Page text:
Last Updated: Friday - 09/24/2010
Week of February 4, 2002
Our prayer to the Trinity
By FR. JOHN SPICER
"Glory be to the Father, and to the Son, and to the Holy Spirit, as it was in the beginning, is now, and ever shall be, world without end. Amen."
Though the "Glory Be," as we sometimes refer to it, is amongst the shortest of familiar prayers it is, in a certain sense, the greatest of prayers. For it has to do with the innermost nature of God, the Trinity, the most profound of all revealed mysteries.
Though the Old Testament only refers to God as one person, it does foreshadow the Trinity by speaking of God as "Spirit" and as "Wisdom." It also uses the term "sons of God."
In the New Testament, the Trinity comes through more clearly. In Matthew 28:19 we read that converts were baptized "in the name of the Father and of the Son and of the Holy Spirit."
The precise doctrine of Trinity, however, was only formulated in the fourth century.
With the above introduction being made, we can now grope our way to an understanding of what this prayer means.
Mysteries, as I've mentioned before, are doors to the sacred. We enter them and proceed to take in as much of their breathtaking reality as we can grasp.
As time goes on and our faith deepens, mysteries of faith will yield ever more understanding as well as ever more consolation. We go on now to enter the Trinity door.
"Glory be to the Father, and to the Son, and to the Holy Spirit." As creatures we owe praise and glory to our Creator. We are surrounded by an amazing universe. We see breathtaking sunrises and sunsets, great rivers and small streams, lovely hills and towering mountains. And everywhere there are myriads of life forms, plants and animals galore.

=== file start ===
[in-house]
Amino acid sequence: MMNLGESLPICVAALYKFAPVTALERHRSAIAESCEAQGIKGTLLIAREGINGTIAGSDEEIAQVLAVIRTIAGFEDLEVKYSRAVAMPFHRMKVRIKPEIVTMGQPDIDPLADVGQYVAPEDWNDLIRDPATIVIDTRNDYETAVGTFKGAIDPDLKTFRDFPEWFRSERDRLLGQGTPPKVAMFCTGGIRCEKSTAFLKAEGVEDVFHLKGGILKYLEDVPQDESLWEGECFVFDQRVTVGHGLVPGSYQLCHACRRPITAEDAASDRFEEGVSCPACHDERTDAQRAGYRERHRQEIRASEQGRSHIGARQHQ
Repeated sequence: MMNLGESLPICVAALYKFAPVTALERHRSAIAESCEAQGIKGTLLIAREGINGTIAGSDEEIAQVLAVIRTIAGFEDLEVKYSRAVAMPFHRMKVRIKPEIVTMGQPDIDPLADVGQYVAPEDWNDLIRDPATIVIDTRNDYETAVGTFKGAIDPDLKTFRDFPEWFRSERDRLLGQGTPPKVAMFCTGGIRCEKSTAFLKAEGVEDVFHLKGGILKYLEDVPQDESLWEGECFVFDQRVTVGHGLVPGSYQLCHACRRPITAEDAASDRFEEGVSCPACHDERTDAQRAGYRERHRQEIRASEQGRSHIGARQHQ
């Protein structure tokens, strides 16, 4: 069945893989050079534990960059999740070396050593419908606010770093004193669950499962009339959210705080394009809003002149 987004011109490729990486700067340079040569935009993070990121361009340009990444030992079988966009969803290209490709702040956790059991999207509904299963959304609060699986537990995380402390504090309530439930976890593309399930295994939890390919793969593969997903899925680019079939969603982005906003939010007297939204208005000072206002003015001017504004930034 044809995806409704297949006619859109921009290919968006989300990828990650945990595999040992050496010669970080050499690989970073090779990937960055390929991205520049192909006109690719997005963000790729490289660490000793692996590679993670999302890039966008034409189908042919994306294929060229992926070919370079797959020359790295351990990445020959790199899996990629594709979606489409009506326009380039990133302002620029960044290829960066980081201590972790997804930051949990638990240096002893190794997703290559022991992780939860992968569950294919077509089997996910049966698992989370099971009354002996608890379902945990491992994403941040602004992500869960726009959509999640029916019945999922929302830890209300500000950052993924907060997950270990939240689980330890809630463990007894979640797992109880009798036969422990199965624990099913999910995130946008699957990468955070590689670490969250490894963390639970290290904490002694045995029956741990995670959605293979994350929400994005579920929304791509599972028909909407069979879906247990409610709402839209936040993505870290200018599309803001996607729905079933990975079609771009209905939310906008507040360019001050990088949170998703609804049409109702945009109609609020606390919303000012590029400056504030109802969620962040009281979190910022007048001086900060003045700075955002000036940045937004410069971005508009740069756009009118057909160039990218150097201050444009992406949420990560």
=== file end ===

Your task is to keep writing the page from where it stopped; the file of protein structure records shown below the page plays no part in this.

And above all there's ourselves, made in God's image. As such we are the peak of this earthly creation and are as it were, its voice. So we give "glory" to God. We do so by acknowledging God for being God and for the life given to us and to all creatures on earth.
This then is our supreme challenge - giving glory to God.
But God, as we know, is Trinity, three divine persons in the one Godhead, Father, Son and Spirit. A deep mystery indeed! How can we approach it?
The Catechism of the Catholic Church, quoting from an early Church council, says this about the Trinity, "It is the Father who generates, the Son who is begotten, and the Holy Spirit who proceeds" (n. 254).
We humans think in terms of time, hence we are liable to say that in the above process the Father came first, and then the Son and Spirit. But not so. In the Godhead there is no time, only eternity. From all eternity the three divine persons existed simultaneously, all equally God.
Copyright © 1998, 1999, 2000, 2001, 2002, 2003, 2004, 2005, 2006, 2007, 2008, 2009 -- Western Catholic Reporter
Our mission: To serve our readers by bringing the Gospel to bear on current issues in the Church and in secular culture through accurate news coverage and reflective commentary.